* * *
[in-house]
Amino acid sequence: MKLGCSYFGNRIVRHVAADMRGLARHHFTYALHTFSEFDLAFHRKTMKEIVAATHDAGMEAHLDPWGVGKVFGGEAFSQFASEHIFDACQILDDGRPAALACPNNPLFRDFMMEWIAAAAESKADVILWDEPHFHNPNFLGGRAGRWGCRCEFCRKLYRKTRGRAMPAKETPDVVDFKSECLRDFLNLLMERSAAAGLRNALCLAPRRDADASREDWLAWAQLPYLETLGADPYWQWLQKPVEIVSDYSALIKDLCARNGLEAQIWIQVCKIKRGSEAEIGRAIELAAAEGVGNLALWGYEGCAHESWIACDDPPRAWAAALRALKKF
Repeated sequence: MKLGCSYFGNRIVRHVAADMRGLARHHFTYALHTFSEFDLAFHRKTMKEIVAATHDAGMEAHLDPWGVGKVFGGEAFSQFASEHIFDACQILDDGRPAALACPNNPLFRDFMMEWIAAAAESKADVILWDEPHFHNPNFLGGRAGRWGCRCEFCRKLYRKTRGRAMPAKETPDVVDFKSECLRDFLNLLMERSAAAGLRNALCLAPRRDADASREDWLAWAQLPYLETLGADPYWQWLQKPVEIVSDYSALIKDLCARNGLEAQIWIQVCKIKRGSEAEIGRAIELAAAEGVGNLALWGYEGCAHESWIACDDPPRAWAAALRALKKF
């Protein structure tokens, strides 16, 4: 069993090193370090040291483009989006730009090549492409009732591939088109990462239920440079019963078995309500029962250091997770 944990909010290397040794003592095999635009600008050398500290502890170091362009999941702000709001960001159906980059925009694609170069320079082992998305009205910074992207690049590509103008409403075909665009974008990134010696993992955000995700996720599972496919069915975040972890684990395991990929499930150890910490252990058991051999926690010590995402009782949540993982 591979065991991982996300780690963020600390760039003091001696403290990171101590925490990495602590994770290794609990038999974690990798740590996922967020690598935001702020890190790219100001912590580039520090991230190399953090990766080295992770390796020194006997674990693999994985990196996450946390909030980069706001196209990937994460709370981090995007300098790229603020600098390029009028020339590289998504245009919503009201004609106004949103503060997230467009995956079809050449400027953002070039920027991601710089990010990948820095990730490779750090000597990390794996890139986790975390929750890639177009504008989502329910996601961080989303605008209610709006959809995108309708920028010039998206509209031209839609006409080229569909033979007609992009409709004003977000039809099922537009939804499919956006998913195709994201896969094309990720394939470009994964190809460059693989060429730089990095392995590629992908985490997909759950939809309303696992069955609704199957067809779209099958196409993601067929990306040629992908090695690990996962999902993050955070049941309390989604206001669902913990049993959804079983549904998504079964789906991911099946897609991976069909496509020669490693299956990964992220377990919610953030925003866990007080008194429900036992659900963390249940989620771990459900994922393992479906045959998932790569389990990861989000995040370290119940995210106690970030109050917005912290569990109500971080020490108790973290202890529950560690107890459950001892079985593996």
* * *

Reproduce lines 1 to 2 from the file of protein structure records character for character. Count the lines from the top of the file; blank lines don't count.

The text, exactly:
[in-house]
Amino acid sequence: MKLGCSYFGNRIVRHVAADMRGLARHHFTYALHTFSEFDLAFHRKTMKEIVAATHDAGMEAHLDPWGVGKVFGGEAFSQFASEHIFDACQILDDGRPAALACPNNPLFRDFMMEWIAAAAESKADVILWDEPHFHNPNFLGGRAGRWGCRCEFCRKLYRKTRGRAMPAKETPDVVDFKSECLRDFLNLLMERSAAAGLRNALCLAPRRDADASREDWLAWAQLPYLETLGADPYWQWLQKPVEIVSDYSALIKDLCARNGLEAQIWIQVCKIKRGSEAEIGRAIELAAAEGVGNLALWGYEGCAHESWIACDDPPRAWAAALRALKKF